Violence, an ever-growing presence in our global communities, isn’t just a social issue, according to research presented at the American Heart Association’s annual scientific sessions in Chicago Nov. 12. It’s a public health one, too, and it can have serious consequences for our heart health.
Violent crime is a topic Michelle A. Albert, MD, MPH, thinks about a lot. Her work in San Francisco centers around preventive cardiology in understudied populations, like those most affected by the U.S. gun epidemic or global rise in terrorism. Violent crime is a real biological issue with real biological consequences, she said.
“Violence is a prevalent form of adversity that is preventable,” she said. “Violence is understudied as a cardiovascular health issue, which is why it’s on the stage today. And violence exposure is a form of toxic stress that’s biologically embedded.”
Indeed, the mental and physical effects of community violence can take hold early in childhood, Albert said. One in two kids experiences at least one adverse childhood experience (ACE) in their youth, which can include anything from physical abuse to divorce to sexual assault. One in four reports having experienced at least two ACEs.
For adolescents, each standard deviation increase in an ACE is associated with around a 6 percent increase in CVD risk, Albert said. Adults with seven or more ACEs in their past see three-to-one odds of developing CVD.
Albert frames cardiovascular well-being as an equation: CVD outcomes are equal to the balance between adversity and resilience divided by wealth, which can be considered monetary or emotional. A person’s adaptability, or allostatic load, is compromised when they’re overloaded with stressors like violence.
“When we are faced with a stressor, we’re able to adapt to that stressor and our biological processes are in equilibrium,” Albert said. “However, I like to think of allostatic load as a short-circuiting of our electrical system, where there’s excessive loading into our systems such that there’s maladaptation, resulting in disease processes.”
She said a neuroimaging study of kids in Los Angeles found that, five years after children reported experiencing violence, they showed decreased hippocampal and amygdalar volumes on brain scans. Researchers also found increased resting connectivity between the patients’ front and temporal lobes in the hippocampus—an indicator of hypervigilance.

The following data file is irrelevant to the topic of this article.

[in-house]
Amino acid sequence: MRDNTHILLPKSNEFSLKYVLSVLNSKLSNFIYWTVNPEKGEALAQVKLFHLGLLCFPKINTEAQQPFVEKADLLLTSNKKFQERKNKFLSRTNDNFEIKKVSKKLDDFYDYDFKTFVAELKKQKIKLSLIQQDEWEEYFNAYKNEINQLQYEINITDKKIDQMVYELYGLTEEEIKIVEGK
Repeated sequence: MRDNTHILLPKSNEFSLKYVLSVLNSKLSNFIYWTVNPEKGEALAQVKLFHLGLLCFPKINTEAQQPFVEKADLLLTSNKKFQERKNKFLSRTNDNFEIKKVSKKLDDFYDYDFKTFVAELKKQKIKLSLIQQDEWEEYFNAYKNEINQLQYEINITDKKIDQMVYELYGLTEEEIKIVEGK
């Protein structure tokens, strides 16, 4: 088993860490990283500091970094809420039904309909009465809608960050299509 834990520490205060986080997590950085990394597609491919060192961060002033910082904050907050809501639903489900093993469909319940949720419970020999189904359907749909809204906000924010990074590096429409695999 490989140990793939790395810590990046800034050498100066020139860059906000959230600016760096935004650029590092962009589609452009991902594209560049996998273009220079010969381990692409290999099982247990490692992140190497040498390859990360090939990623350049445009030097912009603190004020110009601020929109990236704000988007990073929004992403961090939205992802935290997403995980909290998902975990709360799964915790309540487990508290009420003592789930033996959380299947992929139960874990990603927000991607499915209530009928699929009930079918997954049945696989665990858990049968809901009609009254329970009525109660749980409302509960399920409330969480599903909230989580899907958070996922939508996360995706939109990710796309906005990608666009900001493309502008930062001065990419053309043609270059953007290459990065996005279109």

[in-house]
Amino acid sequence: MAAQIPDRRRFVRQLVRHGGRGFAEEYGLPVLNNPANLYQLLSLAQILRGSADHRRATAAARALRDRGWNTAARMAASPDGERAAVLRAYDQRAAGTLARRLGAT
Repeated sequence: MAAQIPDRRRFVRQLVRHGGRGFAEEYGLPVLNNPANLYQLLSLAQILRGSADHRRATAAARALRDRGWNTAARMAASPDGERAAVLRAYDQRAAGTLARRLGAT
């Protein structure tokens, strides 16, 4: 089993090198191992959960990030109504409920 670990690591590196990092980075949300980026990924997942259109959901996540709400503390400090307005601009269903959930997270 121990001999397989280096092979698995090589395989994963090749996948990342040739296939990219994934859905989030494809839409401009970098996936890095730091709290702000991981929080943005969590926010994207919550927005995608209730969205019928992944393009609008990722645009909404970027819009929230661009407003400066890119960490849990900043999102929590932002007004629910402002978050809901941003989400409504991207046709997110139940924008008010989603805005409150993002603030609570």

In adults, exposure to physical or psychological violence is actually associated with an increase in amygdalar volume, which is tied to high stress levels and worse cardiovascular outcomes. And while that exposure to violence will likely affect those men and women for years, Albert said an epigenetic link means it might also affect their kids, potentially leading to a handful of adverse cognitive and somatic outcomes in adulthood.
Biologically, CVD has also been associated with blunted salivary cortisol responses, elevated IL-6 responses and increases in both C-reactive proteins and TNF alpha levels. But Albert said it’s important to also think of violence as a community problem, not just an individual one.
One component of the Jackson Heart Study focused on neighborhood adversity and segregation in relation to CVD and found that one standard deviation increase in adversity led to a 25 percent increased risk of cardiovascular disease. A recent trial published in the Lancet found the unarmed killing of black men resulted in 55 million increased mental health days in the black community, while another study concluded statewide violence in California increased fatal MIs in the state.
“There are many community risk factors for violence,” Albert said. “We also have to think about community-level resilience factors. Because we are seeing increasing violence in our communities, violence does not only affect the individual to whom it’s perpetrated against but it also affects our population as a whole.”
Community risk factors like neighborhood deterioration, lack of academic opportunities, weapon prevalence and a belief in the inevitability of violence could be mitigated by resilience factors like strong social networks, positive interracial interactions and quality schooling, she said. But to make progress, policy needs to change, coalitions need to be formed, providers need to be educated and individuals must be committed to learning about these issues.
“Community violence and adversity is a public health issue,” Albert said. “And prevention is key.”